Lebanon: Wine and Coffee

Lebanon is a beautiful country with plenty to offer tourists. The scenery is varied and breathtaking, from the snow-capped mountains to the azure Mediterranean Sea. There are plenty of historical and cultural sites to explore, as well as fun activities for the whole family. Whether you're looking for an adventure-filled holiday or a more relaxed trip, Lebanon has something to suit everyone. There are plenty of small group tours and private tours available, so you can tailor your trip to your own needs and interests. Lebanon is a safe and welcoming country, and its people are known for their hospitality.

Lebanon is also renowned for its wine and coffee. The country's vineyards produce a wide variety of red and white wines, while its coffeehouses serve some of the finest Arabic coffee in the world.

Bekaa Valley

Lebanon: Wine

The Bekaa Valley is home to a modern and vibrant wine industry that has recently seen rapid growth in both style and size. Nearly 90 percent of Lebanon’s wine comes from this region, along with a significant portion of the country's arak. Arak is an anise-flavored spirit and is still the favorited alcoholic beverage of the nation. The Valley is home to many of Lebanon's top wineries, including Chateau Ksara, Chateau Musar, and Domaine des Tourelles. There are also a number of smaller, family-run operations.

Cinsaut was used to plant the original Bekaa Valley vineyards. It was later joined by French varieties. These varieties are still present in Lebanon's current vinicultural composition: Syrah and Syrah red Carignan and Grenache; Syrah and Cabernet Sauvignon; Merlot and Merlot white Ugni Blanc and Clairette.

Chateau Ksara is the oldest winery in this area. It was founded by Taanayel, a Jesuit Christian settlement located just below Ksara. It was first planted with grapes brought in from France through the colonies in Algeria in 1857.

At that time Lebanon was ruled by the Ottoman Empire, whose Sharia law condemned the production or consumption of wine except for religious purposes. Thus the initial winery was very subdued, and it was not until the French took control of the country after WW1 (under the League of Nations' French Mandate for Syria and Lebanon) that Bekaa Valley wine production began to expand.

The Bekaa Valley is a great place to explore Lebanese wine. There are a number of small group and private tour operators that offer wine tours of the Valley. The Bekaa Valley is a beautiful place. The scenery is stunning and the wines are excellent. If you are an adventurous traveler who is interested in exploring new wines, then a wine tour of the Bekaa Valley is a must-do.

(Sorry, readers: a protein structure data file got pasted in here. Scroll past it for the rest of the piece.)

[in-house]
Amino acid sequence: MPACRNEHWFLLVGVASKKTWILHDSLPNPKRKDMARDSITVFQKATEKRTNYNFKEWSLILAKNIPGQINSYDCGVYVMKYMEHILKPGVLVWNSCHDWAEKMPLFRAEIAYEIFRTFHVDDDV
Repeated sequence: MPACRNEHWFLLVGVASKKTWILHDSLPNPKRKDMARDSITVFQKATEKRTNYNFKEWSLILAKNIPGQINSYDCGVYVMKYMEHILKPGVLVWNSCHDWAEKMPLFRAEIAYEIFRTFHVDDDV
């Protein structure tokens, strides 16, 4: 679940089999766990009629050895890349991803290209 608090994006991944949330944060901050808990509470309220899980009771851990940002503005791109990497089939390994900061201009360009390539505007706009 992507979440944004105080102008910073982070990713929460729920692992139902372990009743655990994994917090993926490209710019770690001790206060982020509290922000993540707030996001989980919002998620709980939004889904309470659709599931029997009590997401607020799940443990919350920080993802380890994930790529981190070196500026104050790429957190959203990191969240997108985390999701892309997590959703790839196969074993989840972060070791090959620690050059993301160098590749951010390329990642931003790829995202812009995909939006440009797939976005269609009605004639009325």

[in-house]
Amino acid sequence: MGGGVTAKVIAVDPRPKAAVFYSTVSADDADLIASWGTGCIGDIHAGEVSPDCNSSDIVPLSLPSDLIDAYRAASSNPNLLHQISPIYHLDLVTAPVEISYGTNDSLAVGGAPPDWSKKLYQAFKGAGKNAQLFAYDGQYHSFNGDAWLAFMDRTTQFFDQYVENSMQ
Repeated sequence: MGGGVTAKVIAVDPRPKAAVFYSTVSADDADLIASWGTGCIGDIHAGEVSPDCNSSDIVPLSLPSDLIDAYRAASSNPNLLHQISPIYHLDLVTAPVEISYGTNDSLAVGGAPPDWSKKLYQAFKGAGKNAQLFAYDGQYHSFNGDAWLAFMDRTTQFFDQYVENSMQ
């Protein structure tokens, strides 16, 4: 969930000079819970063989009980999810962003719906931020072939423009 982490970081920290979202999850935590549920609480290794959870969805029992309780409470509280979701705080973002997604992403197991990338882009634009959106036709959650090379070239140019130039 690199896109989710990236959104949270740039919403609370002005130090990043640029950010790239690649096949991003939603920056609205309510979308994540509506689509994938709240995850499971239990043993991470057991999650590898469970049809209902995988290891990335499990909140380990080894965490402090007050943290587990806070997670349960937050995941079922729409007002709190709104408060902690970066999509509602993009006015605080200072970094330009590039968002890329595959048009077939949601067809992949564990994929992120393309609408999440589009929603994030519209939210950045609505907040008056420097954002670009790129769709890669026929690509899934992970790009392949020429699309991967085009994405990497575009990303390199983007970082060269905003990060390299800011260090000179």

Coffee in Lebanon

Lebanon: Coffee

Nothing screams Lebanon more than a delicious cup of strong, black coffee. It can also be known as kahweh. This coffee comes from the Arabica beans, also known as Brazilian beans. This coffee is served in a variety of places for your enjoyment, at work, at home, in public cafes and many restuarants. Shortly after arriving at one’s home, guests are immediately encouraged and persuaded to stay for a cup of coffee as a sign of welcome.

Fun fact: Coffee is so integral to the Lebanese culture, it's often joked that anyone who doesn't like coffee can lose his nationality.

Looking for a recipe? We’ve got you covered.

This is what you’ll need:

1 cup of water (the size of an espresso cup)
1 tsp. ground coffee
1/2 tsp. powdered sugar
A pinch of cardamom (optional)

Now that you’ve got the ingredients, lets get started on the method:

Pour cold water into a coffee pot. You should use one cup of cold water for each cup you are making. Add a teaspoonful of the ground coffee per cup in the water while the water is cold and then stir it. The amount of coffee may be varied to taste, but do not forget - Don’t fill the pot too much. If you need to add sugar this is the time to do it.

Heat the pot as slowly as you can. The slower the heat the better it is. Make sure you watch it to prevent overflowing when the coffee boils.

When the coffee begins to rise up remove it from the heat. When foaming reduces, return it to the heat and bring it back to a boil. Repeat this procedure three times. The goal is to get maximum coffee flavour without over boiling. There should be a thick sediment on the bottom and a brown froth on the top.

NB: The amount of coffee and sugar may be decreased or increased according to taste. Since there is no filtering of coffee at any time during this process, you should wait for a few minutes before drinking your delicious Lebanese coffee while the coffee grounds settle at the bottom of the cup.

Because coffee is such an integral part of the culture, it is also served in its own unique way. A long-handled coffee pot, also known as rakweh, is used to pour the coffee in front of guests. It's then served in cups about the same size as espresso cups on a tray. As enjoyable as the coffee is, it is also very important to know when to stop drinking it as you could end up with a mouthful of tefl, coffee residue, that was left in the bottom of the cup.

So in order to have the best coffee experience, here’s what you need to do:

  1. Place your coffee cup holder on top of your coffee cup
  2. Swirl your cup in a circular motion three times horizontally
  3. With a quick movement, turn the coffee cup with the cup holder upside down
  4. The coffee will gradually be brought down along the bottom of the coffee cup to the holder
  5. Let the cup sit for approximately 2 minutes and then give it to your cup reader

A coffee cup reader is usually your coffee host, whether at home or at a shop. They interpret the shapes of your coffee cups and give you tips and advice about your life.

So why not come and explore all that this fascinating country has to offer? You won't be disappointed by these unforgettable experiences!